Office Life: Why You Should Say 'No' More Often
"The difference between successful people and very successful people is that very successful people say 'no' to almost everything."
I THINK YOU'D AGREE THAT MOST OF US TYPICALLY WANT TO DO A GOOD JOB AND TO DO OUR JOBS WELL. BUT SOMETIMES WE TAKE ON A BIT MORE THAN WE SHOULD IN ORDER TO IMPRESS OR REINFORCE CONFIDENCE FROM OTHERS.
When interesting opportunities come about, we can't help but take notice. We feel like jumping at the chance to participate. Unfortunately, we also begin to lose interest, at least partly, in what we were just doing because the promise of what could be is not as gratifying as what already is.
Think of how a dog views the world. It's outside, minding its own business, when who comes along, dancing above in the protected treetops? It's none other than a squirrel.
Man's best friend doesn't ignore the squirrel. Oh, no. That just won't do for our canine pal. There is a fire inside that pulls at every emotion the dog has, resulting in a scene that may appear fairly crazy to someone walking by. Barking, jumping, and flailing in the air.
Simple. It's different and exciting.
Now think of yourself in the dog's position. The squirrel is the next cool thing you could take on. It's the most interesting thing your mind sees because it's not thinking about everything else in context.
THE TROUBLE WITH SAYING NO
For every squirrel we find, there are a hundred other things that we have to consider. Each time we add a new challenge, a new 'opportunity,' the less focus we can actually dedicate to each endeavor.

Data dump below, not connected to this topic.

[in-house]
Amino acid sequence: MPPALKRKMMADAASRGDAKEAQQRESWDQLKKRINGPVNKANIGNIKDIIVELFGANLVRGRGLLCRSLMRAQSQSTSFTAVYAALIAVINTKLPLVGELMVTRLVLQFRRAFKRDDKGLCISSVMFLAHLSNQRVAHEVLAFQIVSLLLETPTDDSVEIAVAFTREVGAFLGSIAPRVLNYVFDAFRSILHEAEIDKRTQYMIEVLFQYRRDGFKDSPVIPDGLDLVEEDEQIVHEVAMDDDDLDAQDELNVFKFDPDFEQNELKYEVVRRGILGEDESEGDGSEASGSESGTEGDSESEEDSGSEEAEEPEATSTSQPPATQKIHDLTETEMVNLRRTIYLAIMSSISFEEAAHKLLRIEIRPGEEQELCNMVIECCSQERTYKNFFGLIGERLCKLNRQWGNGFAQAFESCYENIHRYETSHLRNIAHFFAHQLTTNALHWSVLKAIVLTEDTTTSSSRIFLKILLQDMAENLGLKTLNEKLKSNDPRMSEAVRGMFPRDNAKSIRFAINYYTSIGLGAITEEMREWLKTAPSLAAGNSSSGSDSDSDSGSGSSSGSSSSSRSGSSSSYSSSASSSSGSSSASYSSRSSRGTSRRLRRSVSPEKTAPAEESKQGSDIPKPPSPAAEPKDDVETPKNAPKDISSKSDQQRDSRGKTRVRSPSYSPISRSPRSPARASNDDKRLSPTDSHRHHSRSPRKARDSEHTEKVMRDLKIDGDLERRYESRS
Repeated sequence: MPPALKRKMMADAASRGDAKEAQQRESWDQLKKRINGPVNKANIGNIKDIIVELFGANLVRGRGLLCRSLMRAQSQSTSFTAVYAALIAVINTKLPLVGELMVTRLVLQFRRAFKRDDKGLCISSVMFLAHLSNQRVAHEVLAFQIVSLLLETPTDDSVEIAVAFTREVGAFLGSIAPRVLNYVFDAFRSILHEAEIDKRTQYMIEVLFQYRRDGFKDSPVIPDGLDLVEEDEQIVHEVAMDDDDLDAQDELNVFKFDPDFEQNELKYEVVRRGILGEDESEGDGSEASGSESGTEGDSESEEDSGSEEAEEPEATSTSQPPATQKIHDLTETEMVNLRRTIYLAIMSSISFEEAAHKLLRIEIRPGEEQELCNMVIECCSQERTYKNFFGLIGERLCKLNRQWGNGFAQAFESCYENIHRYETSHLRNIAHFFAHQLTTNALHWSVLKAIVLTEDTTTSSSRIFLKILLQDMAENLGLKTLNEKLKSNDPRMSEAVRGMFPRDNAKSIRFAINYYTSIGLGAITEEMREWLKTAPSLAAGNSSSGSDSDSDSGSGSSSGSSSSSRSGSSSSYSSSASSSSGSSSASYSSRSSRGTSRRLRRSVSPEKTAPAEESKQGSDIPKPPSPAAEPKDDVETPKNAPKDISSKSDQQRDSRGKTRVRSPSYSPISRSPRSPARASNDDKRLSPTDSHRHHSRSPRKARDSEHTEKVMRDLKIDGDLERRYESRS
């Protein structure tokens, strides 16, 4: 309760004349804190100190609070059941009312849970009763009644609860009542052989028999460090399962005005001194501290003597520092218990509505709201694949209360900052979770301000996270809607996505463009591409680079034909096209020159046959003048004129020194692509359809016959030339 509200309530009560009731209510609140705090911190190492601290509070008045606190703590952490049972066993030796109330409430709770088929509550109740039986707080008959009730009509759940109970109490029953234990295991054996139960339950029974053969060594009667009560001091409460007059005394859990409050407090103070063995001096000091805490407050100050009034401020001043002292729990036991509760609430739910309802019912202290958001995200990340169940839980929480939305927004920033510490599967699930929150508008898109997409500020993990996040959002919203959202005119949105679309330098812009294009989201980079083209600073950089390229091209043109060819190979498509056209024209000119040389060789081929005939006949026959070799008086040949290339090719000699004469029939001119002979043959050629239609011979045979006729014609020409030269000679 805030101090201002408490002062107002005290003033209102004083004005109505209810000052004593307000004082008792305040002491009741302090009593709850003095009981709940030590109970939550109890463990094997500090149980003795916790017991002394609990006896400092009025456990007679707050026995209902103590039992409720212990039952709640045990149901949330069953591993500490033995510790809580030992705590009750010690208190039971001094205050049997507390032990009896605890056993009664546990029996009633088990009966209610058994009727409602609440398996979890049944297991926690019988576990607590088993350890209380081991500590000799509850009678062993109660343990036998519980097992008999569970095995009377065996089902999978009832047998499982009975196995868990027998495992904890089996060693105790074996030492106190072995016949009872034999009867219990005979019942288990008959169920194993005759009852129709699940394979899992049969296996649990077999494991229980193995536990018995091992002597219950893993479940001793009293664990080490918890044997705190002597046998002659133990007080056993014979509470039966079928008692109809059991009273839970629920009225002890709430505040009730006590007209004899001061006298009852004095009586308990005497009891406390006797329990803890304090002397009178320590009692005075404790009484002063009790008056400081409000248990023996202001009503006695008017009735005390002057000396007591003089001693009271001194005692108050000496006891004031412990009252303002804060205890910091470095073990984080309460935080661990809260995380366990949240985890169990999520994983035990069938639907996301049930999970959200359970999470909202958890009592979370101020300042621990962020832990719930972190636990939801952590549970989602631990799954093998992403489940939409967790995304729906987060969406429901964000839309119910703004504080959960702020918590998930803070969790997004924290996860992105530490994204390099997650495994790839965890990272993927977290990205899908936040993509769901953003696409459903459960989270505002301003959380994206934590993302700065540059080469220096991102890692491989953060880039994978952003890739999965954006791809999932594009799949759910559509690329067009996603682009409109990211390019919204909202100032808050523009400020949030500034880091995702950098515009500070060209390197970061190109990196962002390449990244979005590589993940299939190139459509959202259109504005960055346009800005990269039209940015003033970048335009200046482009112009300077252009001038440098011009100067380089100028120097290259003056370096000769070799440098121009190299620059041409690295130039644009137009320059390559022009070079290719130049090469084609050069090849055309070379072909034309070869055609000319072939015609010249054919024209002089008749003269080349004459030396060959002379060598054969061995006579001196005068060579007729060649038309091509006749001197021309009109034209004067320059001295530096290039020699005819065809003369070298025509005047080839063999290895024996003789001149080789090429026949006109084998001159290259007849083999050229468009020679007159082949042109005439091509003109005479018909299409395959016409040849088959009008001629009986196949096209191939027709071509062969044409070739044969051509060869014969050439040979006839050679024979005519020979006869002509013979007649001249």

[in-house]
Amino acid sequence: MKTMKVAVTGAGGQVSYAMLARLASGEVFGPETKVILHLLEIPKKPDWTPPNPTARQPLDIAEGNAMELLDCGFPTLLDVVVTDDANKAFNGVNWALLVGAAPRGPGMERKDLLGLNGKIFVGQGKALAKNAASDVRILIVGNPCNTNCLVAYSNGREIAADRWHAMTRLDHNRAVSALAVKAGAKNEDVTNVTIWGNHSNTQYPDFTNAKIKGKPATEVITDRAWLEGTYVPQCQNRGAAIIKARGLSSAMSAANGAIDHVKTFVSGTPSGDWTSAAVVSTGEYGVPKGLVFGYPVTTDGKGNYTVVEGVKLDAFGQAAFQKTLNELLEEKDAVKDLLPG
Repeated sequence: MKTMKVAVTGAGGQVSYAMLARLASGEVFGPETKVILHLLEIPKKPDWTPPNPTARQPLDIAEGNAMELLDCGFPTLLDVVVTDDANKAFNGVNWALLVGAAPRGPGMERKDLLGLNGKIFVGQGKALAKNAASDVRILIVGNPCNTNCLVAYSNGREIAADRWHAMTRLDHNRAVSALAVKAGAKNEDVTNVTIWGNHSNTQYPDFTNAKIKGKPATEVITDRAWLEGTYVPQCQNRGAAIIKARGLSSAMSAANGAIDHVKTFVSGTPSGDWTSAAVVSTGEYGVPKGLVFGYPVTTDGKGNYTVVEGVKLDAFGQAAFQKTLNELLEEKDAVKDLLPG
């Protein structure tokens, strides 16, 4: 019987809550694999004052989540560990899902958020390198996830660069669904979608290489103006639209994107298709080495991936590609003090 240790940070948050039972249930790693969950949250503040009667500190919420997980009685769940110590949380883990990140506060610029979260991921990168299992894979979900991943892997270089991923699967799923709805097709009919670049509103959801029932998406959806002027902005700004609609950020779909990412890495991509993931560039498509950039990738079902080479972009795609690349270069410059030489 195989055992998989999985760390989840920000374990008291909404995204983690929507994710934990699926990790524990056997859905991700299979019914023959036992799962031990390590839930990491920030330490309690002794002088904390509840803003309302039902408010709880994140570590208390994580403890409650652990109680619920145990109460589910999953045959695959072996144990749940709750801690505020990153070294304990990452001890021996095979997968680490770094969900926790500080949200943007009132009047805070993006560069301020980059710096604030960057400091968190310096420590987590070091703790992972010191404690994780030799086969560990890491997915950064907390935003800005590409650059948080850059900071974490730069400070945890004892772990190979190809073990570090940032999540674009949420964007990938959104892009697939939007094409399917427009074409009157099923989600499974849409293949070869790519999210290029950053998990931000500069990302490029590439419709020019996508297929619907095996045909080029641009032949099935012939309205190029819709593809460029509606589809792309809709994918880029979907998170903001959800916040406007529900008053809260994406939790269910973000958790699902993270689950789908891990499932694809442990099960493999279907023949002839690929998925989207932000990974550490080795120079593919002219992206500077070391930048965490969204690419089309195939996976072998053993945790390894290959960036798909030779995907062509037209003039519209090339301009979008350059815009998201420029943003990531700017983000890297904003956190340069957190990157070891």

In the long term, you'll end up watering down the effort that you can give to each project. You may be able to take on more and more, but your output will always be less and less. Not to mention each task you add will make everything else take longer because there's only so much time in the day to do it all.
But we don't want to say 'No.' It's difficult. It's uncomfortable. We don't want to let people down or disappoint them. If you've just started a new position and you're still getting the lay of the land at the office, you probably don't want to immediately be tagged as the one who always says, 'No.'
Now, you don't want to be a 'Yes Man' (or Woman) either. The key is finding the balance that works for you and then making everyone around you aware of your intentions.
SAYING NO IS HEALTHY
If someone approaches you with a cool, fun opportunity, but you know that you're booked solid for the foreseeable future, just say it. You know you want to. 'No' will save you from aggravation and turmoil. It will allow you to dedicate the time you have to a few key projects at a time.
Consider the other side as well. Saying 'No' at the start to something you know isn't possible is just as beneficial to the person asking. Because you're straightforward, that person will respect that you didn't waste their time and that you understand your limits. Everyone wins.
Don't get me wrong, saying 'Yes' can feel good in the moment. I've been guilty of saying 'Yes' more times than I can count. If you have the desire, time, and ability to say 'Yes,' maybe you should. But since you may be like me, taking on more than you'd like to admit, this next time saying 'No' could feel just as good.
If you do choose to say 'No,' don't worry. It's ok, everyone will live.
THIS WEEK'S EVOLUTION
Make a list of your Top 5 Current Priorities. The next time someone needs help with a project, consider saying 'No' if it doesn't fit with your list. Having the list ahead of the next request will help guide your decision and give you an excuse if you really need it.